Deep within the deserts of New Mexico and the salt flats of Utah lie monumental accomplishments of human will, structures defined by their relationship to the land and the human perception of the universe. These installations, such as the works of Nancy Holt (Sun Tunnels), Charles Ross (Star Axis), and Robert Smithson (Spiral Jetty), are colloquially known as Land Art, a genre that sits at the intersection of architecture, sculpture, and earthworks (the history of which is chronicled by James Crump in his documentary Troublemakers).
While all art requires the passage of time and years of perfecting the craft, Land Art is differentiated by the scale of both labor and duration of construction, often taking place over nearly geologic timescales, both in pre-planning to select the perfect geographic locale and the fabrication process itself. Architects, land surveyors, local governments, construction laborers, land owners, local communities, permits, and weather are merely a drop in the bucket in terms of considerations and obstacles that must be tackled before even breaking first ground.
Published under Ice Water Games (Ritual Of The Moon, Eidolon, Rainstorm EP, Tenderfoot Tactics), Pattern is a journey across the psychogeographical landscape of the artistic process. With gorgeous procedural visuals and a candid narrative closing act, Galen has leveraged the serene painterly landscapes of an otherwise modest meditative stroll into something far more meaningful and resonant to those who have endured the internal strife of creation.
Pastel horizons, stiff shoots of bamboo, derelict structures, and expansive mesas dotted with pillars frame the player’s trek as they wander from one camp-fire to the next, taking a contemplative moment to rest beneath the stars before traversing onto the next hallucinatory vision. A simple mantle mechanic combined with an intuitive glide function allows for strategic birds-eye views of the environment in order to spot the next campsite, typically given away by its telltale hazy brown smoke lazily drifting on the Fall breeze, contrasting against the sky.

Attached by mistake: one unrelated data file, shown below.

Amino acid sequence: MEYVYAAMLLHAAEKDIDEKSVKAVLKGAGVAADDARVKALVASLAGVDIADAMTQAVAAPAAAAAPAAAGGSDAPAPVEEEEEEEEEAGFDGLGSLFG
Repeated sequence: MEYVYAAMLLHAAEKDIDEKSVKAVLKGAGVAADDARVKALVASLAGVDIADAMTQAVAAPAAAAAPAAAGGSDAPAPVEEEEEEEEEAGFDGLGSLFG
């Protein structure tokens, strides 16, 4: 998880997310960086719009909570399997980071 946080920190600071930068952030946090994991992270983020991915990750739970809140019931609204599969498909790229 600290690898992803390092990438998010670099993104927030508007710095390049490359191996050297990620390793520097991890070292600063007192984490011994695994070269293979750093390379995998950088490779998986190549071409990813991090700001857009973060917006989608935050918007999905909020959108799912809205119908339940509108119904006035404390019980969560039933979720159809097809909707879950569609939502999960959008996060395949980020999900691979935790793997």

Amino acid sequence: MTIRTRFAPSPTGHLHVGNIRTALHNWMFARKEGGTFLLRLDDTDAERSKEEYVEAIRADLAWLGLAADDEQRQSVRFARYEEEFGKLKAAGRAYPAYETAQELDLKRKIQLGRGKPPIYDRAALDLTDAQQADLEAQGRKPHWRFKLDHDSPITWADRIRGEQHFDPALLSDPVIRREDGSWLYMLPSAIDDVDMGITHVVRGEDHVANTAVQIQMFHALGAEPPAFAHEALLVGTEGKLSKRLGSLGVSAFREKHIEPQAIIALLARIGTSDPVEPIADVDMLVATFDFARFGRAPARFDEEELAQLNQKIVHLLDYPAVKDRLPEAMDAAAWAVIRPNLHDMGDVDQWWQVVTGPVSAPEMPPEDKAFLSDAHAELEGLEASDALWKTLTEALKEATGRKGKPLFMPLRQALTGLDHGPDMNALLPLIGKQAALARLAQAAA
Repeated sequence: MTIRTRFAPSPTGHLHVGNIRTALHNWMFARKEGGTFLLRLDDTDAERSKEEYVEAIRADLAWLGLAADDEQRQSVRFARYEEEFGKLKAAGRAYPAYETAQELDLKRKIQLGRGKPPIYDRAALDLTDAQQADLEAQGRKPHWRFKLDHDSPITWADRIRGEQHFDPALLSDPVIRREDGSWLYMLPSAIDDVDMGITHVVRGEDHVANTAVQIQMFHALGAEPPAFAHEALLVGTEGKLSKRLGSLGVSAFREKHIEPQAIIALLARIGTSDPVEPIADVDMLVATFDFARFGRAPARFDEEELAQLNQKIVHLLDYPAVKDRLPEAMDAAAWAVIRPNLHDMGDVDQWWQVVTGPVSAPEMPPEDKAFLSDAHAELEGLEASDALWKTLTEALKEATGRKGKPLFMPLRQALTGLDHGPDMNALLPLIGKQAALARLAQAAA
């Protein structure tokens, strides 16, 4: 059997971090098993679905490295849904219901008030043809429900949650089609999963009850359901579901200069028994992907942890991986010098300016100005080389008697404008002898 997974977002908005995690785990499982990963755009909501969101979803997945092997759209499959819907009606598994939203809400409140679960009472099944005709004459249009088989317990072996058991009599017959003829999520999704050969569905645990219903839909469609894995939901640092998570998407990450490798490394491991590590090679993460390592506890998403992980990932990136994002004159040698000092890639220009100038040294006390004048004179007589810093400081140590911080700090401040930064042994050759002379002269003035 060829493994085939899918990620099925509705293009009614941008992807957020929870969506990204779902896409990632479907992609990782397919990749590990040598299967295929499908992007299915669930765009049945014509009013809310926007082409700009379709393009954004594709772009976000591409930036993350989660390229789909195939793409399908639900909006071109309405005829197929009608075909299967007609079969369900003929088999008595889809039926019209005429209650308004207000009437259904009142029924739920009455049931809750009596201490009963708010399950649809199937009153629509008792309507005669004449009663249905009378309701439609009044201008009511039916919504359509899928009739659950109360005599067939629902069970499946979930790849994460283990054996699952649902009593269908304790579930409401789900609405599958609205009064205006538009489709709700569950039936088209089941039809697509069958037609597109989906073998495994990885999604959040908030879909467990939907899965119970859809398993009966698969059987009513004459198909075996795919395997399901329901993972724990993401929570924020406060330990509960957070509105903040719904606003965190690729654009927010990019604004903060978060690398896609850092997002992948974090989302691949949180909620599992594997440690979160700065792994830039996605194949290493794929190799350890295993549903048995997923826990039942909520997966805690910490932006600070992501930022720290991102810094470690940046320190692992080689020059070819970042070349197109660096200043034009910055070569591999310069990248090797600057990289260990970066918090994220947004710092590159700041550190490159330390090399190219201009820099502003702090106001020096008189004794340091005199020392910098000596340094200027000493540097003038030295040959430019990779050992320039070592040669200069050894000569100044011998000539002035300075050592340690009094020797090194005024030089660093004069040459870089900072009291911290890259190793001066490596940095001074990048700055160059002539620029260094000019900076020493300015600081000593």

(SPOILERS BEYOND THIS POINT OF THE REVIEW)
Eventually the player comes across strange rocky orbs along their path that offer the author’s narrative on the intent and sub-textual interpretations of Pattern, explaining aspects of the piece’s origin and the ways in which it had personally transformed him over the course of development.
These pebbles of glowing wisdom offer up many note’s from Galen’s journey, but one in particular stands out:
The mindset shift for me there is that I am not the artist crafting a perfect final painting, but I’m the engineer building a kinectic sculpture that reacts to its surroundings.
It’s a sentiment closely mirrored by Galen’s Land Art predecessors in the physical world, that by engaging in the act of creation, no matter your medium, you become part of the work itself, forever altering your perception of what it means to “finish” something. The idealistic sheen of naive preconceptions about the medium become weathered by the reality of labor, giving way to a sobering patina that embodies the worn character and shrunken ambitions of any artist completing a profoundly lengthy piece.
Hardship however does not always chip away at the innate principles held by those who triumph in producing their vision, some may even find it reaffirming in a way that challenges insights passed down by teachers and mentors. Pattern is a demonstration of what it means to come full circle and find oneself within the work, even if the original intent has become lost to time and consternation.
Galen’s kinetic sculptures will likely endure much in the same way most Land Art will- a testament to determined patience in pursuit of a distant vision on the horizon. As of this writing, even after 48 years, half a lifetime, Ross’ masterpiece is yet to be finished. Perhaps in the grand scheme of things we are fortunate to have a medium that allows us to express similar ideas at a fraction of the time.
While Pattern is comparatively far less ambitious of a project than integrating art into the very land itself, it’s no less relevant to the evolution of how we reflect the human experience through our art.
Emily Rose is an indie developer who writes for rebind.io and resides in the pacific northwest. She’s often seen in the local VR arcade and developer community participating in pushing the medium’s horizons. You can find her on twitter @caravanmalice